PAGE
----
Bellator’s featherweight grand prix continues this weekend at Bellator 238, with former Bantamweight champion Darrion Caldwell facing Hungary’s Adam Borics. It’s the second fight of the quarterfinal round, and the winner will move on to face A.J. McKee next.
Caldwell earned his spot in this round thanks to a hard-fought win over Henry Corrales, who coincidentally will also be fighting on the Bellator 238 card.
“I felt like I was right back where I wanted to be,” Caldwell told Cageside Press when asked what he took away from his opening-round win against Corrales.
After the win, at the Selection Show, Caldwell selected a date in March for his next fight. This unique twist on the tournament format had fighters choosing dates and opponents for their next fight in the grand prix. Caldwell selected third, and his reason for choosing March was simple. “I was just giving myself the most time off to train that I could,” he told us.
However, a wrench was thrown in the works when champion Patricio Pitbull, selecting last, was able to select any date and opponent he saw fit. Pitbull opted to face Pedro Carvalho in March. That meant Calwell was bumped to January, against Adam Borics.
“It was actually a surprise. I knew he could do that, but I didn’t know he was going to pick Carvalho,” revealed Caldwell. “I thought he was going to pick me.” After all, Caldwell had called him out during the selection show, and was clearly the bigger name.
Maybe Pitbull preferred that date. Perhaps the champ simply felt Carvalho was the easier option.”I mean he didn’t pick me. If he felt like he could beat me, that it would be an easier fight against me, then he would have picked me, you know?” was Caldwell’s response to that suggestion.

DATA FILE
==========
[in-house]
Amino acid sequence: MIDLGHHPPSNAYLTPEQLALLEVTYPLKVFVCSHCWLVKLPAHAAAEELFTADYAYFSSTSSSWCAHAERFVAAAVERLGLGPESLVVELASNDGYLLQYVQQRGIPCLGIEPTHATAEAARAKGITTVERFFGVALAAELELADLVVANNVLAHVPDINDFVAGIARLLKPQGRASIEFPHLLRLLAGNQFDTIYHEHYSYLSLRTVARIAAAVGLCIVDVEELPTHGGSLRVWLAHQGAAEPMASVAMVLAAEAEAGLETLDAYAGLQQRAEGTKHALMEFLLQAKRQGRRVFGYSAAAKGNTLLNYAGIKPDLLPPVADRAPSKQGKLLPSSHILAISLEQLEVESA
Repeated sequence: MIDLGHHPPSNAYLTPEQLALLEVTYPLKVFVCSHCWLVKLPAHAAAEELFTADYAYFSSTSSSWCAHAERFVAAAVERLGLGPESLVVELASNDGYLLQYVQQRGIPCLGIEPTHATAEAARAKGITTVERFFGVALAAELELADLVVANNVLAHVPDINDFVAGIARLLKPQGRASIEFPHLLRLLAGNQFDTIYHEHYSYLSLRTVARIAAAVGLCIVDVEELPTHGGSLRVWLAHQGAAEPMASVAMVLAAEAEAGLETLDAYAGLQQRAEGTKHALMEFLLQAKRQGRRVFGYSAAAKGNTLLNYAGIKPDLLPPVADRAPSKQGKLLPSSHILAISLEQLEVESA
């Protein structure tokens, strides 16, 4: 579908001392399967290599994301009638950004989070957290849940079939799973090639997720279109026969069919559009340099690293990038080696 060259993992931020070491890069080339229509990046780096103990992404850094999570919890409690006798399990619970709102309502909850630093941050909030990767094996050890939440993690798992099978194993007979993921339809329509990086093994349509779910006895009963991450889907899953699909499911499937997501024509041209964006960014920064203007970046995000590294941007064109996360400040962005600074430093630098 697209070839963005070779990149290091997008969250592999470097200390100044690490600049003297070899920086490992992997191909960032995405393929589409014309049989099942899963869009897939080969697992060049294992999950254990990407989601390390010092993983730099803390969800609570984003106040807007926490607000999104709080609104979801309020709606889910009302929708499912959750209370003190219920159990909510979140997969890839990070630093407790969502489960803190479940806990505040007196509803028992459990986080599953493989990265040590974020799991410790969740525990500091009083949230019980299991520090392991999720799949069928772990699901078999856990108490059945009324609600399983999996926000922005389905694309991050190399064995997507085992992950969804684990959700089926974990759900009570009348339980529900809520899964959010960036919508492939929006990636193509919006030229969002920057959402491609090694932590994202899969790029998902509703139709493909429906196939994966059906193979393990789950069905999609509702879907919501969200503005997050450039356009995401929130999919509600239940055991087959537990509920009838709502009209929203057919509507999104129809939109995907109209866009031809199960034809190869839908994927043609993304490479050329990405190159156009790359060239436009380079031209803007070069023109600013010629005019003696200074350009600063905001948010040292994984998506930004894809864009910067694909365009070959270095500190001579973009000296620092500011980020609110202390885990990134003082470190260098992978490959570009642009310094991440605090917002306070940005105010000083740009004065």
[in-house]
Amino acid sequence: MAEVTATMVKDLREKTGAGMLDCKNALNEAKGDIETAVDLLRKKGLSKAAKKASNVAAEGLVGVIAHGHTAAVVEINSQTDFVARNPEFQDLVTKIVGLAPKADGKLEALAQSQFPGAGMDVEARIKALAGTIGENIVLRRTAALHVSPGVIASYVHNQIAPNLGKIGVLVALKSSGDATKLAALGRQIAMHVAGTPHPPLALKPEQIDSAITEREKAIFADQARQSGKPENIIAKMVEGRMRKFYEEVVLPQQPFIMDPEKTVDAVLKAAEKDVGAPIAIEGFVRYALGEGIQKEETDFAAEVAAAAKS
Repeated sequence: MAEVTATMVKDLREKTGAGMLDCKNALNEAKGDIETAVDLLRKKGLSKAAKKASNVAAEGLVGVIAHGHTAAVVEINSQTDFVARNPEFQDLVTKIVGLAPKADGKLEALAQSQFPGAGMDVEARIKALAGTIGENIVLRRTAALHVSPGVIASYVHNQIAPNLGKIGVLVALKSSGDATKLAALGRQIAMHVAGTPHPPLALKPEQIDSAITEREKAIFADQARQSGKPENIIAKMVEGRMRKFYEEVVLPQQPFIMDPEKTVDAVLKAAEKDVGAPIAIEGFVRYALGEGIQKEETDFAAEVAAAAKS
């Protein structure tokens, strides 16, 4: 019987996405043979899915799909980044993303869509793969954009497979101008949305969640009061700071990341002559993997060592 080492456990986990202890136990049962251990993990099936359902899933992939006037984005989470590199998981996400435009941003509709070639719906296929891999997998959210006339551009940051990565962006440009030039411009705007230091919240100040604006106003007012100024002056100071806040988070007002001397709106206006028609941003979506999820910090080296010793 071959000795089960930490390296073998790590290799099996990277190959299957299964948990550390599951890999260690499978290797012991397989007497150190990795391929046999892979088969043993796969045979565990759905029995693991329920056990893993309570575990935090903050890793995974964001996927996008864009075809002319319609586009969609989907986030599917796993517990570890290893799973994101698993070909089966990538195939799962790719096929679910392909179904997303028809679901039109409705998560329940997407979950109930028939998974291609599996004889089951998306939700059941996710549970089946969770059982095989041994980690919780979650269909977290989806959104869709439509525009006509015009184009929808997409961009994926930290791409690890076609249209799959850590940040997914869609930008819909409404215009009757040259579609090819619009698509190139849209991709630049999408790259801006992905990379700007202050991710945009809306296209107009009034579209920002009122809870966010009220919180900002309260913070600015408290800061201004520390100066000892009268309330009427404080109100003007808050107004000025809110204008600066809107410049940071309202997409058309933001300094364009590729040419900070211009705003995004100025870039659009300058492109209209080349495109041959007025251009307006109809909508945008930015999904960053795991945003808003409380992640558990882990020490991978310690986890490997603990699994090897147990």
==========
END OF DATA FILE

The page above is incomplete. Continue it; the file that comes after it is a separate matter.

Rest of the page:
The selection show itself was something Caldwell enjoyed, regardless of who and when he’s fighting. “I like that type of entertainment,” he said. “It makes it fun for fighters, it makes it fun for fans. To be able to have that draw was cool.”
While Caldwell is now set to face an undefeated prospect in Borics, to him, it doesn’t really matter who he’s fighting. “No, not really honestly,” he said when asked if he had any preference in opponent, outside the champion. “I’ve got my eyes on the title. It just so happens that I’m in a tournament, which works to my favor. It’s what I grew up doing.”
With his wrestling background at North Carolina State University, not to mention attending the Olympic trials, Caldwell would certainly seem to have an advantage in the grand prix.
“Yeah, it’s definitely a different mental edge,” he agreed. “I’ve seen that design over and over and over. I see my name on the championship line over and over and over. This time will be no different.”
In way of a prediction against Borics, Caldwell said simply that “I think it’s going to be a short night.”
While it’s not as if he’s fighting later in the night — the grand prix is spread out over the course of a year, after all, “the less damage you take, the better,” he admitted. “But I’m just going to go in there and do what I gotta do.”
One thing Caldwell is enjoying of late are the big market fights he’s been a part of. New York, Tokyo, Los Angeles. “Absolutely, I’m loving it. Honestly I’m enjoying it. January 25, I’m going to go out there and put on a performance,” he promised. “That’s all I can say. It’s going to be my night January 25.”
Darrion Caldwell faces Adam Borics in the co-main event of Bellator 238, this Saturday, January 25 at the Forum in Los Angeles (Inglewood), California.